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Between Shades Of Gray by Ruth Sepetys


Between Shades of Gray by Ruta Sepetys – 344 pages

Book Blurb:

Lina is just like any other fifteen-year-old Lithuanian girl in 1941. She paints, she draws, she gets crushes on boys. Until one night when Soviet officers barge into her home, tearing her family from the comfortable life they’ve known. Separated from her father, forced onto a crowded and dirty train car, Lina, her mother, and her young brother slowly make their way north, crossing the Arctic Circle, to a work camp in the coldest reaches of Siberia. Here they are forced, under Stalin’s orders, to dig for beets and fight for their lives under the cruelest of conditions. Lina finds solace in her art, meticulously–and at great risk–documenting events by drawing, hoping these messages will make their way to her father’s prison camp to let him know they are still alive.

My Review: 4 stars

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Between Shades of Gray is a Young Adult novel that takes place during WW2, and follows the displacement of a young girl from Lithuania to the work camps in Siberia. I knew very little about these work camps in the Arctic and the Baltic Deportation.

Lina, the main protagonist in this novel was smart, artistic and brave as she faced the cruelty of the NKVD (the Security Police of the Soviet Union). Stalin exterminated mostly men and boys and sent the women and children to the work camps so that he’d solve the problem of offspring. Stalin is responsible for the genocide of 20 million people during WW2. I’m grateful to this author to bringing this horrific part of history to light.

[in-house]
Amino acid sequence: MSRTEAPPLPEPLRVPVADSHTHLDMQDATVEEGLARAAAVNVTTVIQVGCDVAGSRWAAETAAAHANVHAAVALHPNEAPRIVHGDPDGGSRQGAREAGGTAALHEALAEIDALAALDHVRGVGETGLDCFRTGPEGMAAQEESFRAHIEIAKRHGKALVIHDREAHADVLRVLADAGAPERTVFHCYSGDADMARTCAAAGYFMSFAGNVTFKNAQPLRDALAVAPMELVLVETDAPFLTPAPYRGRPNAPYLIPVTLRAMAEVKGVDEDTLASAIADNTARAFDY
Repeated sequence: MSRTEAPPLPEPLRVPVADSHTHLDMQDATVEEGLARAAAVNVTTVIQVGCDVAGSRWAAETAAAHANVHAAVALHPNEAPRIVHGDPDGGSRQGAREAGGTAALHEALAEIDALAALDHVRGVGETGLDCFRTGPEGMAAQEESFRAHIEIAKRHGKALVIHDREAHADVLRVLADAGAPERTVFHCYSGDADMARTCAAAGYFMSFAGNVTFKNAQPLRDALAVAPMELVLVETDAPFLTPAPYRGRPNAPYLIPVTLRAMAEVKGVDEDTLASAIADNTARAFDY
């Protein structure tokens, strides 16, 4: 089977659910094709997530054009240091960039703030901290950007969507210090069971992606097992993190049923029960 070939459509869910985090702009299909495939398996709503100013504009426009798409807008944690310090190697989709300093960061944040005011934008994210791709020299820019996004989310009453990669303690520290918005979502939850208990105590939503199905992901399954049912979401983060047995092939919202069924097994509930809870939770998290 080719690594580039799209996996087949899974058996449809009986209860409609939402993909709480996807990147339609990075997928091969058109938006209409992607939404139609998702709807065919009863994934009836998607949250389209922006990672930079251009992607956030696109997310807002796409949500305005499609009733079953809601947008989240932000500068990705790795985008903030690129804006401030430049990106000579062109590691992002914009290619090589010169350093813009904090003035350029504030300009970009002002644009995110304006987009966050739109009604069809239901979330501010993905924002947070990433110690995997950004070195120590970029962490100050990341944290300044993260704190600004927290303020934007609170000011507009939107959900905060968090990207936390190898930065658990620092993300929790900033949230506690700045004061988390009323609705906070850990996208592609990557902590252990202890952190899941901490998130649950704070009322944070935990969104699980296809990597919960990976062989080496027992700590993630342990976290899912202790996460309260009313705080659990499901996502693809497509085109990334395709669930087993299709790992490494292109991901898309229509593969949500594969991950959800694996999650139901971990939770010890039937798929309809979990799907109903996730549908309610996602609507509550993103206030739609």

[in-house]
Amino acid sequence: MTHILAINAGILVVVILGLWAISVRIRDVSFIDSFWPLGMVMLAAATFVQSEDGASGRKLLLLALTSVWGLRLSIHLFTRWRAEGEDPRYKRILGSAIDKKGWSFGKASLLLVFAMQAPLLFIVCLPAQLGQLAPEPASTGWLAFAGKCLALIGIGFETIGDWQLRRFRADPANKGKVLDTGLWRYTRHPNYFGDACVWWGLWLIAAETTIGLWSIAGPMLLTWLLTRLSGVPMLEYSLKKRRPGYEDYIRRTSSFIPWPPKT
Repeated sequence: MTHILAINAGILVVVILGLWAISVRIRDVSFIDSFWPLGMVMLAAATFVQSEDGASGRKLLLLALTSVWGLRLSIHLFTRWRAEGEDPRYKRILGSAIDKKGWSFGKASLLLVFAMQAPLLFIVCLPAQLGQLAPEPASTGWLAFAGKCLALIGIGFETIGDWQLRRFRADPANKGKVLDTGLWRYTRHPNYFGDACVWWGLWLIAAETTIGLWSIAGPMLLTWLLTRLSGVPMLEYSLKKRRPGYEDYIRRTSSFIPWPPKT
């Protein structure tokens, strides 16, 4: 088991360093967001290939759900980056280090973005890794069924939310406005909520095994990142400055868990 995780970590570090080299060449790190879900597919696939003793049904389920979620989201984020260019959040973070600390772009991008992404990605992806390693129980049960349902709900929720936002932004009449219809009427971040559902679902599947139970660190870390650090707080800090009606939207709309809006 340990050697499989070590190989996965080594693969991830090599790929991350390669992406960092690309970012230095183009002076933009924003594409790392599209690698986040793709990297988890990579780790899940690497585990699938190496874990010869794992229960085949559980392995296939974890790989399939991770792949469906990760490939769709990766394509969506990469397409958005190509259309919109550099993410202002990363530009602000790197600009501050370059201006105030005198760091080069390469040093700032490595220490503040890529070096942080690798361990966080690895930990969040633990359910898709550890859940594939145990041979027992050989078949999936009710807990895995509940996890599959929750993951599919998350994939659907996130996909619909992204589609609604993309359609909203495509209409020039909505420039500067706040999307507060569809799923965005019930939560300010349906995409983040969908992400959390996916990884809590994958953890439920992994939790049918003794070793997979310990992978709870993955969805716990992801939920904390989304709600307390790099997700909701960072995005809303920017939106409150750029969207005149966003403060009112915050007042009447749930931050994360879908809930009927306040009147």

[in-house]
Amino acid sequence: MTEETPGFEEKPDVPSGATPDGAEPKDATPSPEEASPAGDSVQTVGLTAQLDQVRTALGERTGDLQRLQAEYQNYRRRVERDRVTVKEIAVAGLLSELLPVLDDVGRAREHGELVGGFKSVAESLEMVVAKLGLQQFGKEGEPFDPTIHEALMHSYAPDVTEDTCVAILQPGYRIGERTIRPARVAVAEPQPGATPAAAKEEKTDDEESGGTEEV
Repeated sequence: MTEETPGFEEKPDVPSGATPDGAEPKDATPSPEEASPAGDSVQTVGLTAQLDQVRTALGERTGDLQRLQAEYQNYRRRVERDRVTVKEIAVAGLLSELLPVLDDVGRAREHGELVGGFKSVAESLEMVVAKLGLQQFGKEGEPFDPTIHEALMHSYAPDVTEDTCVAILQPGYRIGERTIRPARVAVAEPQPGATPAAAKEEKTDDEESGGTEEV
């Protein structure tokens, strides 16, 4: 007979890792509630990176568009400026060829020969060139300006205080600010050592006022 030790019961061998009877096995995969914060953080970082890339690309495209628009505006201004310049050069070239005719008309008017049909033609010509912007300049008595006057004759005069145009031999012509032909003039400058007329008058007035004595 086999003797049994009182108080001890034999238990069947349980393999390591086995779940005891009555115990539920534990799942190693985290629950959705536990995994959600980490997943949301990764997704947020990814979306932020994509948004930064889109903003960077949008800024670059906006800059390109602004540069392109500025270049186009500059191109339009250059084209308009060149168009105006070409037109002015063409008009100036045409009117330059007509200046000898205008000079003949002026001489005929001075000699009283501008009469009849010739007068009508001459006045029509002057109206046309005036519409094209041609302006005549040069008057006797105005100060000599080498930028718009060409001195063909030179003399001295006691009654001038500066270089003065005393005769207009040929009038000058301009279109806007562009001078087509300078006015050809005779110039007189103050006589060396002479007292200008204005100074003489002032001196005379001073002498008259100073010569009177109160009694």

Sketching became a coping mechanism for Lina as she secretly recorded maps and timelines. Additionally, her ability to create hand drawn portraits of the officers is what likely saved her life. At fifteen she grew up far to fast but it was necessary for survival. Her first brush with romance at the camp was extremely well done as it was innocent yet fierce. It gave Lina even more strength to endure.

The prisoners at this camp were malnourished, lived in brutal weather conditions, worked themselves to the bone and had lost almost everything that mattered; yet somehow they found hope. They found that kindness towards one another was more important than hate. They helped each other through unimaginable circumstances. Even though this book is categorized as YA, it’s an excellent reminder about the importance of kindness and the value of hope.

Sadly, this book had the misfortune of coming out a few months before Fifty Shades of Grey. I think it got lost in the Fifty Shades hubbub, which was a shame. Thankfully, only the titles were similar, not the stories.

I look forward to reading this author’s latest book, Salt to the Sea.

Quotes I liked:

Sometimes there is such beauty in awkwardness. There’s love and emotion trying to express itself, but at the time, it just ends up being awkward.”

-“We’d been trying to touch the sky from the bottom of the ocean. I realized that if we boosted one another, maybe we’d get a little closer.”

-“Whether love of friend, love of country, love of God, or even love of enemy—love reveals to us the truly miraculous nature of the human spirit.”

-“A wrongdoing doesn’t give us the right to do wrong.”

-“Good men are often more practical than pretty.”

-“Was it harder to die, or harder to be the one who survived?”

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